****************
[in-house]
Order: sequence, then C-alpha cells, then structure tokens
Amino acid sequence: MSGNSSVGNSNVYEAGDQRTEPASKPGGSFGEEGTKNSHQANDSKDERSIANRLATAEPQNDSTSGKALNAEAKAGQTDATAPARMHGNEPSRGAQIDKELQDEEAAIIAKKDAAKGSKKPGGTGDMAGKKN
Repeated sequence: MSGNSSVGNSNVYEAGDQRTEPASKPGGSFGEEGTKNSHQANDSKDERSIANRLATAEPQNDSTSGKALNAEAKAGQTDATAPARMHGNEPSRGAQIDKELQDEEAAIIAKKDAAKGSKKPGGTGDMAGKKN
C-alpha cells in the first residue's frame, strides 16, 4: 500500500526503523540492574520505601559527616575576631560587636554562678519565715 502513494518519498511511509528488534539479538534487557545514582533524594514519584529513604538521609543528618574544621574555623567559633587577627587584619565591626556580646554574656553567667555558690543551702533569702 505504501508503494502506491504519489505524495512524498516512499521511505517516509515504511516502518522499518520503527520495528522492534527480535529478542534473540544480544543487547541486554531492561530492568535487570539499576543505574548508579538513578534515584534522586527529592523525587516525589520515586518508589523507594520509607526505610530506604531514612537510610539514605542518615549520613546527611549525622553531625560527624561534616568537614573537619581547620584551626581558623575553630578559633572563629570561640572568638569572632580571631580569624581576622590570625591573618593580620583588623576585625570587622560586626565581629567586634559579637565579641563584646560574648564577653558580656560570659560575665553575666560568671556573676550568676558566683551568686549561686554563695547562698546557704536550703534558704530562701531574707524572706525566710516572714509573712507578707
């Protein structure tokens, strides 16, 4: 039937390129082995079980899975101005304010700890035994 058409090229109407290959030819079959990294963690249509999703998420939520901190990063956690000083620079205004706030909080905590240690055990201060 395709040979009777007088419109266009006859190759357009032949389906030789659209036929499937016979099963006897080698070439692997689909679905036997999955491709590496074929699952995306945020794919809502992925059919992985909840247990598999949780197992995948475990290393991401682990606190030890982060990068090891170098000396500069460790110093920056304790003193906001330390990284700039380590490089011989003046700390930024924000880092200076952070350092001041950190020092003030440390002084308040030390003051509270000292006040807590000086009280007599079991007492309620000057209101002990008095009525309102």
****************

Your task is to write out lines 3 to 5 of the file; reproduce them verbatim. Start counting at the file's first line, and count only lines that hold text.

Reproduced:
Amino acid sequence: MSGNSSVGNSNVYEAGDQRTEPASKPGGSFGEEGTKNSHQANDSKDERSIANRLATAEPQNDSTSGKALNAEAKAGQTDATAPARMHGNEPSRGAQIDKELQDEEAAIIAKKDAAKGSKKPGGTGDMAGKKN
Repeated sequence: MSGNSSVGNSNVYEAGDQRTEPASKPGGSFGEEGTKNSHQANDSKDERSIANRLATAEPQNDSTSGKALNAEAKAGQTDATAPARMHGNEPSRGAQIDKELQDEEAAIIAKKDAAKGSKKPGGTGDMAGKKN
C-alpha cells in the first residue's frame, strides 16, 4: 500500500526503523540492574520505601559527616575576631560587636554562678519565715 502513494518519498511511509528488534539479538534487557545514582533524594514519584529513604538521609543528618574544621574555623567559633587577627587584619565591626556580646554574656553567667555558690543551702533569702 505504501508503494502506491504519489505524495512524498516512499521511505517516509515504511516502518522499518520503527520495528522492534527480535529478542534473540544480544543487547541486554531492561530492568535487570539499576543505574548508579538513578534515584534522586527529592523525587516525589520515586518508589523507594520509607526505610530506604531514612537510610539514605542518615549520613546527611549525622553531625560527624561534616568537614573537619581547620584551626581558623575553630578559633572563629570561640572568638569572632580571631580569624581576622590570625591573618593580620583588623576585625570587622560586626565581629567586634559579637565579641563584646560574648564577653558580656560570659560575665553575666560568671556573676550568676558566683551568686549561686554563695547562698546557704536550703534558704530562701531574707524572706525566710516572714509573712507578707